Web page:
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SUNDAY READING

Binary Notations : A Deejay Encounters Computers, and Falls in Love

February 16, 1986|W. DAVE ROBINSON | Dave Robinson has worked in Los Angeles radio for 14 years.

"Puterman." Pew-ter-man. The word sounds like it might be the title of an outer-space special, coined by a TV scriptwriter. In fact, Puterman came into existence in a plebeian manner.

I wanted to write about the childlike thrill I've felt at becoming part of the computer generation, even though I'm far from childhood, having hit the double nickel--55--a few months ago. It wouldn't have been unreasonable to expect that I'd go to the grave having never booted up anything other than my big, flat feet.

How did I come to find myself mixed up with chips, software and a monochrome monitor? Well, I've been in broadcasting for 34 years, primarily as a disc jockey. I've witnessed the change in radio's style and format since the early '50s. Back then, we had platter patter mixed in with turntable twisting. Everything was live; the personality was paramount.

Today we refer to the radio station as being "automation-assisted." The "busy work" is performed by a Harris 9000, which not only stores all the elements of the broadcast day in its memory but also tells me when I may speak on the air. If I'm not ready when Harris calls, the "silent sense" portion of its program notes my tardiness and "steps" to the next event--and rings an alarm for everyone in the studio to hear.

To be candid, I didn't much like Harris at first. But I've had to recognize that he's--it's--not going to go away. He can do more for the station, in less time, than I can. He seldom comes down with the flu, and he works overtime for very little extra compensation.

Even his twinkling LEDs are prettier than my haunting, hazel eyes; his paint job has nary a blemish. It would take an extremely shortsighted person not to reckon with such an adversary--though I'd tried, for a while, with Harris' predecessor. That was back when we used an IBM reader for a controlling brain and we could load the cards wrong and watch it cough and spit up.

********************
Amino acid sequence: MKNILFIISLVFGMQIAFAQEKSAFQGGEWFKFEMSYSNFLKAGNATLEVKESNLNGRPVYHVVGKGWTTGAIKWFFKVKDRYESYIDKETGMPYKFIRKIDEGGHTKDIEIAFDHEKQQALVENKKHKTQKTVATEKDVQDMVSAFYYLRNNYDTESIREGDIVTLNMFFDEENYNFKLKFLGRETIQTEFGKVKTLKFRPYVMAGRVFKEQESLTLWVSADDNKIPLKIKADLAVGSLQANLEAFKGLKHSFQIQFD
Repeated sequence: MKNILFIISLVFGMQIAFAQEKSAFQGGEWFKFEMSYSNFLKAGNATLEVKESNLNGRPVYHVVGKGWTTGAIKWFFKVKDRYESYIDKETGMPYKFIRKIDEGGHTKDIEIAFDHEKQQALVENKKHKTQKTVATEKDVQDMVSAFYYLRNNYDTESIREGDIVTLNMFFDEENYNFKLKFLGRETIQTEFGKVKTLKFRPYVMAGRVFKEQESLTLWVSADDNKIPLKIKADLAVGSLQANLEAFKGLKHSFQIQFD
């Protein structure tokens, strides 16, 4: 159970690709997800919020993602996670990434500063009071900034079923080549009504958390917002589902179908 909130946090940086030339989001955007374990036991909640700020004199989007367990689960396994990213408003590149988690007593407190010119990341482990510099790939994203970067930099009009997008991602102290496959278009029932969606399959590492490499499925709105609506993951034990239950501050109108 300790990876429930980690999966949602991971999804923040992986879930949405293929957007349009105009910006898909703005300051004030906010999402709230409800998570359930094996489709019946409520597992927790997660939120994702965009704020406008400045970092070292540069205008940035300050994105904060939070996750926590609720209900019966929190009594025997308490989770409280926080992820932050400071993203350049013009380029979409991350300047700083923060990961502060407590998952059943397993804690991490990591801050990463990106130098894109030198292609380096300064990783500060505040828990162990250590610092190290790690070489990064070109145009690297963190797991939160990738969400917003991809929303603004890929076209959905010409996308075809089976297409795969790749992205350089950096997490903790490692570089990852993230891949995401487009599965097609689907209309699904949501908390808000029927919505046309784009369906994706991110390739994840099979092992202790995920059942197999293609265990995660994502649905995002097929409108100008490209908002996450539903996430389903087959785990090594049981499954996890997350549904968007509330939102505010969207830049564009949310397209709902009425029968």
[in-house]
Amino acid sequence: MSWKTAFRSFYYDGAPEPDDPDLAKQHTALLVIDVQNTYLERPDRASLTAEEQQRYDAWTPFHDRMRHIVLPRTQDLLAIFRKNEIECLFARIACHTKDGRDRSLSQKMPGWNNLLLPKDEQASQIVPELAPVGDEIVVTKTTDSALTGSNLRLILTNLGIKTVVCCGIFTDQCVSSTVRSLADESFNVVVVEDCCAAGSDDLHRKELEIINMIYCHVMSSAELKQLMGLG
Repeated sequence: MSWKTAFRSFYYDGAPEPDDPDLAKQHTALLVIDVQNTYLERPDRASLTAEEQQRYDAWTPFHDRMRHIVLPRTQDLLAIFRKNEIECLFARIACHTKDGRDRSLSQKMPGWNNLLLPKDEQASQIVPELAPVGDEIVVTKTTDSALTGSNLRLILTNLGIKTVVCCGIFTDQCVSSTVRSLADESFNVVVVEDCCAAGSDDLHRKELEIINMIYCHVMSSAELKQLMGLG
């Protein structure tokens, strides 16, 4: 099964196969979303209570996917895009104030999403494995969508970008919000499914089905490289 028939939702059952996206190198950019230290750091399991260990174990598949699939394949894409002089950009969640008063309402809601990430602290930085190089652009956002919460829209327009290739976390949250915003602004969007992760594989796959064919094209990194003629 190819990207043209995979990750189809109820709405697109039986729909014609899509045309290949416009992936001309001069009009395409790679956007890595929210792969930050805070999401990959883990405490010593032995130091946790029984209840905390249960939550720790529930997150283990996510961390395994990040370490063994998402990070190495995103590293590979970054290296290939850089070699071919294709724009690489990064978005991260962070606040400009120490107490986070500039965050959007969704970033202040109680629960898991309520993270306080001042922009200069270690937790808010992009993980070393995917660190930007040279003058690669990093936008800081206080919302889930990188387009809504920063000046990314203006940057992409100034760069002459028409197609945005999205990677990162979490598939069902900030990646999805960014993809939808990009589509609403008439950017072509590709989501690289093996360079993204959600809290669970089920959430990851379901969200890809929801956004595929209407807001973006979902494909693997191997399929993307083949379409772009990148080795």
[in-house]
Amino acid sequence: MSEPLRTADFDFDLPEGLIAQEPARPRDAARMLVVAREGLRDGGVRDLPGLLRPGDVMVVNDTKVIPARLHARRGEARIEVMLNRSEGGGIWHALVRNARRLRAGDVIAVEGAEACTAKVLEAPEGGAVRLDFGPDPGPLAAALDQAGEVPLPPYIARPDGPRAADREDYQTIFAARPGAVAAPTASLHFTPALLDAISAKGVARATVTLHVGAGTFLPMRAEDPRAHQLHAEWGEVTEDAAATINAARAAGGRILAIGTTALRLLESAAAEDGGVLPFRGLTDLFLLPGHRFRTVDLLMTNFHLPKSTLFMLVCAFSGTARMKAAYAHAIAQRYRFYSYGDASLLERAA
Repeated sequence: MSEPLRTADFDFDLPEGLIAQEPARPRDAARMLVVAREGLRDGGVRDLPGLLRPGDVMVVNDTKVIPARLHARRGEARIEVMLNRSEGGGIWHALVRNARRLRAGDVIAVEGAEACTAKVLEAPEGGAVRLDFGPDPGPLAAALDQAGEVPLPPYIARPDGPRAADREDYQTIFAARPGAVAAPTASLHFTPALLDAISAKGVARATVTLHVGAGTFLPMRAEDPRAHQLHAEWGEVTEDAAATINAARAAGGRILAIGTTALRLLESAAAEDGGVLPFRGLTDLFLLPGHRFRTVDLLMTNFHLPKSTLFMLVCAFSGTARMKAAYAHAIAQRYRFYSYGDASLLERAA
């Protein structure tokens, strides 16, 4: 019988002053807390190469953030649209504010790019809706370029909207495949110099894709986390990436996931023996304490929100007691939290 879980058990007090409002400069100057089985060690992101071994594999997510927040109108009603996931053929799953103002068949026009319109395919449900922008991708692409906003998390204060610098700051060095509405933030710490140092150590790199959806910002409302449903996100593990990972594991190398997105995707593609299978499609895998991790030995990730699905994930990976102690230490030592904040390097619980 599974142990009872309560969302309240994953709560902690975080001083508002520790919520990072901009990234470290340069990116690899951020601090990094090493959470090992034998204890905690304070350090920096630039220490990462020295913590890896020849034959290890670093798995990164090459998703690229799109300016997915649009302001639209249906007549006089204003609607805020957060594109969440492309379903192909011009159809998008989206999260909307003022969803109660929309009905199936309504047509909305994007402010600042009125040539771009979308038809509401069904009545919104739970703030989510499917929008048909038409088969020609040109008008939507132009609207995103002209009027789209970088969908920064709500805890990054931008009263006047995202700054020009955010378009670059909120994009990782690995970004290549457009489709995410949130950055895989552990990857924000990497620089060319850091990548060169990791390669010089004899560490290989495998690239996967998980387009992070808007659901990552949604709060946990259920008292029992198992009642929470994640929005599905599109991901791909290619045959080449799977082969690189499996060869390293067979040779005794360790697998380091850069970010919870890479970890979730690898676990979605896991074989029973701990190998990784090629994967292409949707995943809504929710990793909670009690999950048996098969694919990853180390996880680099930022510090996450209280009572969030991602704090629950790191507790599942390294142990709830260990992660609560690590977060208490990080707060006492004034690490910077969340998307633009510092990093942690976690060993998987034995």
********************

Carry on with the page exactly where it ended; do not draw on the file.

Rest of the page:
Then the punched tape came into our lives, and suddenly, as we used a more dependable demon, the automation room became a hub of importance. I was told that electromagnetic coils were doing the memory work. No cards had to be fed into the hopper. In other words, man and machine were drifting even farther apart. We had become more dependent on this bit of technology than it was on us.

Only a fool would miss this handwriting on the wall, especially now that it was binary.

And then Harris showed up, and even the punched tape went by the wayside. Now, everything was performed by using a disk filled with the pertinent information that would keep our facility running smoothly. The die was cast. And so one day, Harris and I had a talk.

"If you're taking over here," I said, "I'll try to get in tune with your unusual ways."

Harris blinked a bit and seemed to nod with appreciation that some live creature could finally give up his heretofore-protected territory. It wasn't easy giving in to a non-human, but I had to agree that he was doing his part, without too many glitches.

That was when I became friends with Harris. I paid attention to the engineer's instructions concerning his care and feeding. I learned how to enter new data, and how to switch to the "manual mode" if that was called for. Harris started taking on a personality that was really not too far removed from my own. I have found that I can count on him to do the things he said he would do. He very seldom becomes self-centered. He has promoted the trust of a trusted friend.

Now, when I sign on for my shift, I stop by and give Harris a little pat, letting him know our relationship is no longer filled with animosity.

With all that in mind, it's no great surprise that I was receptive to an offer tendered by our corporate bosses: an opportunity to purchase an IBM-PC on an installment plan.

I was concerned about having a computer in our apartment. Where would Kay, my wife, and I put it? Suppose it blew up? What if it was more contentious than its big brother? "But it must be fate," I reasoned. "A computer is coming to me. I didn't go looking for it."

After signing the necessary papers to get in on the deal, I started getting excited. Excitement turned into anxious waiting. I wanted to meet this new entity.

I talked with the station's chief engineer. He put my mind at ease, saying that the PC would be as easy to get along with as Harris. "Maybe easier," he said. "After all, it's just a simple-minded but powerful tool, designed to do what you want it to."

It seemed a long time before the boxes finally arrived. When they did, I found that the keyboard and PC cartons would fit into the trunk of the car, while the monitor and printer sat comfortably in the back seat. I lugged the cartons up the 63 steps to the apartment and opened each one carefully, checking each piece of equipment against the packing list. A table was dusted off and made ready for its new occupant. The instruction manuals were given shelf space of their own.

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